OKaaaaay, now my head is spinning! And it’s a delight. I’d like to follow you on most of your meanderings, but I want to get back to the beauty of the images – really, there is great beauty there. I like the bridge supports against the foliage, the Seneca River’s utter stillness, and the butterfly and frog especially. I think you have to see the underside to distinguish question mark from comma? I don’t remember, but I used to delight in these kinds of butterflies back east. Not so many here, but we have lichens. 🙂 I love your ideas for ways to access the big waters. Have a waffle for me – I have avoided those for quite a while now. :-0
So glad you liked the pictures. My dog hated going over that open grating on the bridge, but he loved the island (he was Labrador and liked to swim) and I think the bridge has gotten more handsome, as it’s aged.
Aw, it’s so cute when dogs balk at odd (to us) things like that. He was a Lab? Did he die, or is he with someone else now? Labs are such boon companions. 🙂
Yep, he was a Lab, very friendly & pretty well-known around the village, died a couple of years ago
Thank you for the reminder about waffles! I haven’t had any in a while. I wonder if I could make waffles without a proper waffle maker. I guess I’ll have to try it on my blog. Cheers!
I was in an art gallery recently, and they had a manhole cover, that they were inking up and making prints, that to me, looked like giant waffles. I don’t want anybody to fall in a storm drain, but if you cleaned one up, and put it on your barbeque grill…
Those are lovely pictures at the beginning of the essay, from the bridge and of the placid waters. This reminds me of a former very fond acquaintance of mine from photography forum stuff on the web (regretfully who I lost touch with over the years as a result of my sporadic disappearances from the internet) who lived on a bend in the Seneca River. Her place had a broad, grassy lawn which sloped gently to meet the water and I swear not once did I ever see a scene from the river in that spot that didn’t resemble a mirror pond. Oh what a place to live.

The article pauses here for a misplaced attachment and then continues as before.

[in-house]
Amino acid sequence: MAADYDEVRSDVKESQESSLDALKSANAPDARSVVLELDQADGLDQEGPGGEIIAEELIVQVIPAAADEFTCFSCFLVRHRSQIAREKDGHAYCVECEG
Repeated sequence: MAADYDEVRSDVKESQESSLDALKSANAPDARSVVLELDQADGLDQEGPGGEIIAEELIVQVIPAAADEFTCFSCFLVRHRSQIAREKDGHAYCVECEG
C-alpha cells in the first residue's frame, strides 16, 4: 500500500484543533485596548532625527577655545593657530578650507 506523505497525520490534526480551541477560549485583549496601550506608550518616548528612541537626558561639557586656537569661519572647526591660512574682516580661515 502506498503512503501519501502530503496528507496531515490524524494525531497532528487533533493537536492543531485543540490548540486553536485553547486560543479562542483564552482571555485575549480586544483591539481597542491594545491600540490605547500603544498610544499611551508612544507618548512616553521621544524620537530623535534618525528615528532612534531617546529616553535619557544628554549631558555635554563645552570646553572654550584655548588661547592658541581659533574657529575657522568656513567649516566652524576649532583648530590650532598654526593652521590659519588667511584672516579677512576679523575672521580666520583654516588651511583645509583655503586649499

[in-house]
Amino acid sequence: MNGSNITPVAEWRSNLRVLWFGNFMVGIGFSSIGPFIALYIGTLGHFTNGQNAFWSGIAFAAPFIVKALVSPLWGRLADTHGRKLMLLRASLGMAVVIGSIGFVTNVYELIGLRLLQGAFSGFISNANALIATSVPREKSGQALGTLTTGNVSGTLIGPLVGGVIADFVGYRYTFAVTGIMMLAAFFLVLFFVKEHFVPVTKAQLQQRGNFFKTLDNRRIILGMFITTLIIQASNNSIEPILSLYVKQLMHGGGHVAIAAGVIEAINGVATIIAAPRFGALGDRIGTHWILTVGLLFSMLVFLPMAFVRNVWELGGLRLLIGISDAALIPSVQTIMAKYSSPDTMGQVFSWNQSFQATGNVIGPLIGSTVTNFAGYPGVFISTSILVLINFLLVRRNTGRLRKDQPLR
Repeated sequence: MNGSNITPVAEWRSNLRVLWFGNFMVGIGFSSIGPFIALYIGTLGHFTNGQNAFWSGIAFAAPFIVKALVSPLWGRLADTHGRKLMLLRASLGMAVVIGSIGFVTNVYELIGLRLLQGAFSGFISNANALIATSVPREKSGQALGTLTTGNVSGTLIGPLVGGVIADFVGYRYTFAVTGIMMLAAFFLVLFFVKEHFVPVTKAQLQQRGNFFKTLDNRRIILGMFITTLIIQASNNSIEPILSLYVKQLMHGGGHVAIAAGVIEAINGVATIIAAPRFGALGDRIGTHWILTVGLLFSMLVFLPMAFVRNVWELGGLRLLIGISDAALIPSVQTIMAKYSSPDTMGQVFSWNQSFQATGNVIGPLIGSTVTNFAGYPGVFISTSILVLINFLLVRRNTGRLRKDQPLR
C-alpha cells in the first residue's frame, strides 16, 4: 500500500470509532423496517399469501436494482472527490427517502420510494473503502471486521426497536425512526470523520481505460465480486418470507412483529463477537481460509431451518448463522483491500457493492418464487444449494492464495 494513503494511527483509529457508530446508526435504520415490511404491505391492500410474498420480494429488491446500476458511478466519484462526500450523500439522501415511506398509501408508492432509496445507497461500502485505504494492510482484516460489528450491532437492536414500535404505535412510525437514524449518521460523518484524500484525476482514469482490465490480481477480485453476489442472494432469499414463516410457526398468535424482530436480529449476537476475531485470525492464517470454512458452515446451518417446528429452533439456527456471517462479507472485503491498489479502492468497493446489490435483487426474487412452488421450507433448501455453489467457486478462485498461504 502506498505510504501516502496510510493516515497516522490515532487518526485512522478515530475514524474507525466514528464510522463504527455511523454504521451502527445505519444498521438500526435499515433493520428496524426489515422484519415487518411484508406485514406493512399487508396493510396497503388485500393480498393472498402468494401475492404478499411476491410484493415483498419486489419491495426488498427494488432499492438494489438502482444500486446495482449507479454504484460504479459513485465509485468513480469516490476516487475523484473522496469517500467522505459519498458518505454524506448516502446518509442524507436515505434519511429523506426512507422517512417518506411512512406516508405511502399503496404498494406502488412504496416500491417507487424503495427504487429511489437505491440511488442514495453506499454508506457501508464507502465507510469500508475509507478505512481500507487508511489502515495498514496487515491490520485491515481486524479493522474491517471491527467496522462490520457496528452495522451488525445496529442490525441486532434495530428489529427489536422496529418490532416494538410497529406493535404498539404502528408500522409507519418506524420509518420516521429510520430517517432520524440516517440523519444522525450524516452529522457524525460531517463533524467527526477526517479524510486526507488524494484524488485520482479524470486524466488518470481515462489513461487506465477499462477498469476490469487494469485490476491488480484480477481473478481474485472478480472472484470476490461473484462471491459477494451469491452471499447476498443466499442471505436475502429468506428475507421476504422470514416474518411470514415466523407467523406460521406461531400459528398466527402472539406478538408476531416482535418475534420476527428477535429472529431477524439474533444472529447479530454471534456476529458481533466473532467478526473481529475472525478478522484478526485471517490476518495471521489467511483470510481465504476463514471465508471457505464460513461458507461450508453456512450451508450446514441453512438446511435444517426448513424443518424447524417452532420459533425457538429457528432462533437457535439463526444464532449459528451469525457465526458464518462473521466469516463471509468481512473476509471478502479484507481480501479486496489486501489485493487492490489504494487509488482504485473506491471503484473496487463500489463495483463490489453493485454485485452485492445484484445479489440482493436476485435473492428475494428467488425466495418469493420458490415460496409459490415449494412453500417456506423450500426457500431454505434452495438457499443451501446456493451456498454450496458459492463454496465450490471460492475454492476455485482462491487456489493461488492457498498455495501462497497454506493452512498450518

It’s a pretty low-profile river, and unless people live in the immediate neighborhood, they often haven’t heard of it. It passes through the village where I grew up, in the form of the Cayuga-Seneca Canal, and because it’s “canalized” it always seemed very tame to me, no exciting rapids or floods. But I appreciate it much more now. Sometimes I do wonder if growing up near these meandering creeks and rivers has affected my mental processes! 🙂
Re: meandering creeks and rivers affecting mental processes — there may be some truth to that. After all, I grew up among the cornstalks, and I’ve been accused from time to time of being rather corny.
Well hay, corny is ok by me, better than a body wandering too far into the rye!
I’ve just been looking at those first three photos of the bridges. Perfection. They didn’t even need CorTen steel to get that wonderful patina. If I had a chance to visit the area, I certainly wouldn’t waffle.
Down here, we judge the severity of hurricanes by the number of Waffle Houses that are left once the winds die down. Come hellish winds or high water, Waffle Houses just keep on pouring that batter — at least, as long as they can. The FEMA Waffle House index for judging the severity of a hurricane is a real thing.
Now I want waffles.
There was a Waffle House in Geneva, torn down to put up (yet another) drugstore. Grrrr.
So did you find a good place for waffles in Milwaukee?
Your butterfly shot is wonderful. I like the way the yellow leaf brings out the yellow on its wings. Anglewings, (Commas and Question Marks) and Mourning Cloaks will all surprise you by coming out on warm winter days. They feed on sap from trees and over winter as adults. The lovely frog is a leopard frog, a real favorite of mine and a denizen of Illinois Beach State Park. Now, if you’ll excuse me, I need some waffles.
Once the weather turns cooler – – pancakes, waffles, soup, stew, etc. all of them just start coming to mind, and you’ve gotta have ’em!